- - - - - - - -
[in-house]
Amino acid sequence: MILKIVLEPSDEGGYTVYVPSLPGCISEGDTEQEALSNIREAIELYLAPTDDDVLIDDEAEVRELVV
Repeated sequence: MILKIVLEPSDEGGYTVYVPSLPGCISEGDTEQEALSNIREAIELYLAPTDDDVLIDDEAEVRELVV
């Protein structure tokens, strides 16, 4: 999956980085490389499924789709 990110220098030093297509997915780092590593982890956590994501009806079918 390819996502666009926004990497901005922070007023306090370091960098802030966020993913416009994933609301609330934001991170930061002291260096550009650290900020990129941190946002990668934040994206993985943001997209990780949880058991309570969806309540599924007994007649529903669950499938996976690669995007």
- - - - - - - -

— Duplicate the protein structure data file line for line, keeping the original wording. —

[in-house]
Amino acid sequence: MILKIVLEPSDEGGYTVYVPSLPGCISEGDTEQEALSNIREAIELYLAPTDDDVLIDDEAEVRELVV
Repeated sequence: MILKIVLEPSDEGGYTVYVPSLPGCISEGDTEQEALSNIREAIELYLAPTDDDVLIDDEAEVRELVV
């Protein structure tokens, strides 16, 4: 999956980085490389499924789709 990110220098030093297509997915780092590593982890956590994501009806079918 390819996502666009926004990497901005922070007023306090370091960098802030966020993913416009994933609301609330934001991170930061002291260096550009650290900020990129941190946002990668934040994206993985943001997209990780949880058991309570969806309540599924007994007649529903669950499938996976690669995007």